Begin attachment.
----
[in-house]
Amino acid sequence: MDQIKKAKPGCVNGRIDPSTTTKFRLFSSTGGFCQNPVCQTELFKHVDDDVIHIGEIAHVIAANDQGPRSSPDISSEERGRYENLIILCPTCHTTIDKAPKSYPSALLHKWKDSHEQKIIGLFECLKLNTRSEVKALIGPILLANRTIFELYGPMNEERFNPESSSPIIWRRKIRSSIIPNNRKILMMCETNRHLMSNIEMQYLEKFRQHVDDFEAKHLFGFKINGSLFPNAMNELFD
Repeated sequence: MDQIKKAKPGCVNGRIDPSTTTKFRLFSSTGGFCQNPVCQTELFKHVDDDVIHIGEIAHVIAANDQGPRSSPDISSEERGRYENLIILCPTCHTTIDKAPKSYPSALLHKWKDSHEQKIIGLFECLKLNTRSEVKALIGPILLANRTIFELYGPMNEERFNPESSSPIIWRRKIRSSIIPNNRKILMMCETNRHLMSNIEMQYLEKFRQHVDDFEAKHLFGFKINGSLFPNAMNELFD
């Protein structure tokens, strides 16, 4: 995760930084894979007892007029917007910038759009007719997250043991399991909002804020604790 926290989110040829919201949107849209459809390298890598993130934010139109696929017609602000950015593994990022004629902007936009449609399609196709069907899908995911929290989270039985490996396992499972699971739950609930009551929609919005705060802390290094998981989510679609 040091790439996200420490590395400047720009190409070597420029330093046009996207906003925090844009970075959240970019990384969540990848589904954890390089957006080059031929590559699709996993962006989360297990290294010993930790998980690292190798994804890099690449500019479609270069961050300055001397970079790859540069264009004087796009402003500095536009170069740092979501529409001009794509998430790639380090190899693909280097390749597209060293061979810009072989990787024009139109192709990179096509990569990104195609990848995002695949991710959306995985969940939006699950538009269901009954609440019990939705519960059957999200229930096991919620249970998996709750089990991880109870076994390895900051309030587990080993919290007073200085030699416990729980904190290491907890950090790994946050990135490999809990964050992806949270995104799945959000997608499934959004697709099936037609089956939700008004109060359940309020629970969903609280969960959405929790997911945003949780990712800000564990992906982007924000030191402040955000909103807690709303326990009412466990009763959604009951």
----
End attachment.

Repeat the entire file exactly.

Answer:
[in-house]
Amino acid sequence: MDQIKKAKPGCVNGRIDPSTTTKFRLFSSTGGFCQNPVCQTELFKHVDDDVIHIGEIAHVIAANDQGPRSSPDISSEERGRYENLIILCPTCHTTIDKAPKSYPSALLHKWKDSHEQKIIGLFECLKLNTRSEVKALIGPILLANRTIFELYGPMNEERFNPESSSPIIWRRKIRSSIIPNNRKILMMCETNRHLMSNIEMQYLEKFRQHVDDFEAKHLFGFKINGSLFPNAMNELFD
Repeated sequence: MDQIKKAKPGCVNGRIDPSTTTKFRLFSSTGGFCQNPVCQTELFKHVDDDVIHIGEIAHVIAANDQGPRSSPDISSEERGRYENLIILCPTCHTTIDKAPKSYPSALLHKWKDSHEQKIIGLFECLKLNTRSEVKALIGPILLANRTIFELYGPMNEERFNPESSSPIIWRRKIRSSIIPNNRKILMMCETNRHLMSNIEMQYLEKFRQHVDDFEAKHLFGFKINGSLFPNAMNELFD
């Protein structure tokens, strides 16, 4: 995760930084894979007892007029917007910038759009007719997250043991399991909002804020604790 926290989110040829919201949107849209459809390298890598993130934010139109696929017609602000950015593994990022004629902007936009449609399609196709069907899908995911929290989270039985490996396992499972699971739950609930009551929609919005705060802390290094998981989510679609 040091790439996200420490590395400047720009190409070597420029330093046009996207906003925090844009970075959240970019990384969540990848589904954890390089957006080059031929590559699709996993962006989360297990290294010993930790998980690292190798994804890099690449500019479609270069961050300055001397970079790859540069264009004087796009402003500095536009170069740092979501529409001009794509998430790639380090190899693909280097390749597209060293061979810009072989990787024009139109192709990179096509990569990104195609990848995002695949991710959306995985969940939006699950538009269901009954609440019990939705519960059957999200229930096991919620249970998996709750089990991880109870076994390895900051309030587990080993919290007073200085030699416990729980904190290491907890950090790994946050990135490999809990964050992806949270995104799945959000997608499934959004697709099936037609089956939700008004109060359940309020629970969903609280969960959405929790997911945003949780990712800000564990992906982007924000030191402040955000909103807690709303326990009412466990009763959604009951």